The Virtualization Room

Sep 23 2008   4:10AM GMT

Using blades as virtual hosts

Eric Siebert Eric Siebert Profile: Eric Siebert

Blades have come a long way since the early days of very few options and limited expandability. Most early blade servers only had one or two NICs, limited storage, no Fibre Channel support, and limited CPU and memory, which made them poor choices for virtual hosts. That’s all changed in recent years as blade technology has evolved and no longer has the limitations of earlier blades, making them ideal for virtual host servers. Modern blade servers can support up to 16 NICs, four quad-core processors and multiple Fibre Channel or iSCSI HBA adapters. When considering blade servers in your environment as an alternative to traditional rack mount servers, you need to know the advantages and disadvantages of each and why you might choose one type over another.

Some reasons you might choose blade servers over traditional servers:

  • Rack density is better for data centers where space is a concern. Up to 50% more servers can be installed in a standard 42U rack compared with traditional servers.
  • Blade servers provide easier cable management as they simply connect to a chassis and need no additional cable connections.
  • Blade servers have lower power consumption than traditional servers because of reduced power and cooling requirements.
  • Blade servers can be cheaper than traditional servers when comparing a fully populated chassis with the equivalent number of traditional servers.

Some reasons you might choose traditional servers over blade servers:

  • Traditional servers have more internal capacity for local disk storage. Blade servers typically have limited local disk storage capacity due to the limited drive bays. Some blade vendors now have separate storage blades to expand blade storage, but this takes up additional slots in the blade chassis.
  • Traditional servers have more expansion slots available for network and storage adapters. Blade servers typically have very few or no expansion slots. Virtual hosts are often configured with many NICs to support the console network, vmKernel network, network-attached storage and virtual machine networks. Additional network adapters are also needed to provide failover and load balancing.
  • Once a chassis is full, purchasing a new chassis to add a single new additional server can be costly. Traditional servers can be installed without any additional infrastructure components.
  • Traditional servers are often less complicated to set up and manage than blade servers.
  • Traditional servers have multiple USB ports for connecting external devices and also an optical drive for loading software on the host. They also have serial and parallel ports, which are sometimes used for hardware dongles for licensing software. Additionally, tape backup devices can be installed in them. Blade servers make use of virtual devices that are managed through the embedded hardware management interfaces.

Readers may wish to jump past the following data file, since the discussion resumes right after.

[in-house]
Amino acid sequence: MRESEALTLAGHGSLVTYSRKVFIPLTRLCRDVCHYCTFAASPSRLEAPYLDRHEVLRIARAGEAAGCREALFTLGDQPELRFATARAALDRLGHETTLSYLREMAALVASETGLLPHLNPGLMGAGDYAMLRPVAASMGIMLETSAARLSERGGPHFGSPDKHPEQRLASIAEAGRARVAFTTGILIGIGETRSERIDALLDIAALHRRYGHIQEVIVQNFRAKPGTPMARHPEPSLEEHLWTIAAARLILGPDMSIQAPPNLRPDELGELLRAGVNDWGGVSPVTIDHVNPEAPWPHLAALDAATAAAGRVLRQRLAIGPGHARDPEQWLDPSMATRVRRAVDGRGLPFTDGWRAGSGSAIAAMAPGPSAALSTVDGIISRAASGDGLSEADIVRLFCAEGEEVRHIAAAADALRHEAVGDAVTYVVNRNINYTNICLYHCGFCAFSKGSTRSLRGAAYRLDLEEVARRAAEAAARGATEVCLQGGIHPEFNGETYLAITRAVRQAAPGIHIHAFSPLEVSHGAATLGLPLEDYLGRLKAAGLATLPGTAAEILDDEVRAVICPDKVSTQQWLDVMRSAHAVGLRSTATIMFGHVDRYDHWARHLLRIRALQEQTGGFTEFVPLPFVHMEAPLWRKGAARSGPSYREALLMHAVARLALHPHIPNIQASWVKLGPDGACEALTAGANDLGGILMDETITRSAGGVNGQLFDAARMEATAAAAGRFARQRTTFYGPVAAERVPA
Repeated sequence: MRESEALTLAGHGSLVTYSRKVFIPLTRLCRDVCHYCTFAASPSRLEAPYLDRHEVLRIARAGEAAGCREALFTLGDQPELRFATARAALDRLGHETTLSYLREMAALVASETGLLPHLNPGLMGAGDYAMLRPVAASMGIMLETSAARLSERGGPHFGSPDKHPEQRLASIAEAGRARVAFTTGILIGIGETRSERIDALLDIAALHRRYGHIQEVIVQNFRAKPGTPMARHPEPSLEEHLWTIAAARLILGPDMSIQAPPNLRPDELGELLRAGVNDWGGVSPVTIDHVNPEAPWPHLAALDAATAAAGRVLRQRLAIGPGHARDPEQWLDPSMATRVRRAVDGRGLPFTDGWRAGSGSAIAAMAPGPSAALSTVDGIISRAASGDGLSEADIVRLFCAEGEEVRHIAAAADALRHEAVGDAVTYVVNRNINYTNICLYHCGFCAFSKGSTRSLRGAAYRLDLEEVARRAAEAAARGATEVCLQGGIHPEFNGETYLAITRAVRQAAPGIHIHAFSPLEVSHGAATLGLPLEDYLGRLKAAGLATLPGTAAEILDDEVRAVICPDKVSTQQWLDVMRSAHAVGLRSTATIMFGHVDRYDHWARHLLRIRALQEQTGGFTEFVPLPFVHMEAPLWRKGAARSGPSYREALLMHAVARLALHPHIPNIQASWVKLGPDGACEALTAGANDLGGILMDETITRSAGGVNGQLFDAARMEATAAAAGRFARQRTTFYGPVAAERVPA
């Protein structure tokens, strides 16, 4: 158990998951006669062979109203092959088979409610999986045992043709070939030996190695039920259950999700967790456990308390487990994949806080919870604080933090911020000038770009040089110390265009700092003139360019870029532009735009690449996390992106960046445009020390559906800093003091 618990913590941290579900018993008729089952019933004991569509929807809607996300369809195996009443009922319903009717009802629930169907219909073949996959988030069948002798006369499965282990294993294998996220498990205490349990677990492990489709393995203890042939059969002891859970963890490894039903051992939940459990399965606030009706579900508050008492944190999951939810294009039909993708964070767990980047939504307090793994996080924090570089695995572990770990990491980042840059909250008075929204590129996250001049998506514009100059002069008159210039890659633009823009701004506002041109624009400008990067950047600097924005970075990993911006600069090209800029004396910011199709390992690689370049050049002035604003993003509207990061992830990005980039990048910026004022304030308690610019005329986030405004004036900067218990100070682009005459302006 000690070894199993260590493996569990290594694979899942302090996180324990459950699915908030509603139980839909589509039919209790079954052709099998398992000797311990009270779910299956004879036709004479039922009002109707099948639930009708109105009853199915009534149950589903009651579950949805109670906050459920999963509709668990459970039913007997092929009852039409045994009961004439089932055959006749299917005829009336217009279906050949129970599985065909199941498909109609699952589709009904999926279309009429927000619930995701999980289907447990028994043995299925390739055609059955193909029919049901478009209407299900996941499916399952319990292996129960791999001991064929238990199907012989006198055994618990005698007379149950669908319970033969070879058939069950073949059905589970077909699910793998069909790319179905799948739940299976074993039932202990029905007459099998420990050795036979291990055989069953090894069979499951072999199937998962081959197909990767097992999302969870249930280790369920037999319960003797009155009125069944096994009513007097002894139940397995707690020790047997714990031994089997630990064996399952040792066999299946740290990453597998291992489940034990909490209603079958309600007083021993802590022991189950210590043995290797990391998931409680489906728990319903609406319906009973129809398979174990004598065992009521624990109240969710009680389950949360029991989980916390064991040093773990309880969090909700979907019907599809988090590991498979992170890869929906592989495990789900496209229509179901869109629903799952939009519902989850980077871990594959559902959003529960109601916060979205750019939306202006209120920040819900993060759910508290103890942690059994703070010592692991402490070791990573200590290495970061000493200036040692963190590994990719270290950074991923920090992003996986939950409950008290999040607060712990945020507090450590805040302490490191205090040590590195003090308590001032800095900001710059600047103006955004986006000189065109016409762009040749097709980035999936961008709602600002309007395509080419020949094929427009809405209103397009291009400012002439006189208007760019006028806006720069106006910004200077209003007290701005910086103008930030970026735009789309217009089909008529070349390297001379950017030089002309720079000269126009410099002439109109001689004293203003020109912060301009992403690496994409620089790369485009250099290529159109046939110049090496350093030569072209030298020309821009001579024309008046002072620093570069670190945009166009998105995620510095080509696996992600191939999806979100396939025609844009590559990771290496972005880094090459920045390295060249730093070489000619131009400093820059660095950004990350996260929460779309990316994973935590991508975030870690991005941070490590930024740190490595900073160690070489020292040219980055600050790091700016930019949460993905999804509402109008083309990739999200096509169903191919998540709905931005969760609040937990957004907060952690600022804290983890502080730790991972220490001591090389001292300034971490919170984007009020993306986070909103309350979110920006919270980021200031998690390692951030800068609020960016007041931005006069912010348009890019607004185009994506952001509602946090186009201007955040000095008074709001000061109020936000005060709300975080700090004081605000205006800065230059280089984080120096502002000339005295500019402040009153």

Many people that use blade servers as virtual hosts often take advantage of the boot-from-SAN feature so they don’t need internal storage on their blade servers. The choice between blade and traditional servers often comes down to personal preference and what type of server is already in use in your data center. Some people like blades, others don’t. Regardless of which server type you choose, they both work equally well as virtual hosts.

2  Comments on this Post

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  • Rick Vanover
    I am convinced blades as hosts is a great solution for very large virtual environments in terms of number of hosts. They are also good in space constrained situations of course. Another strategy is to mix blades - meaning within a chassis, have a few virtual host, a big database server, and the email server.
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  • Slowe
    Another reason organizations may not adopt blades is strictly a facilities issue--the higher rack density that blades create also requires a much higher power density and a much higher cooling density as well. Some data centers may have enough power overall, but can't deliver that much power to that one spot. Similarly, data centers may be able to keep a rack full of traditional rack-mounted servers cool, but would not be able to keep a rack full of blades cool.
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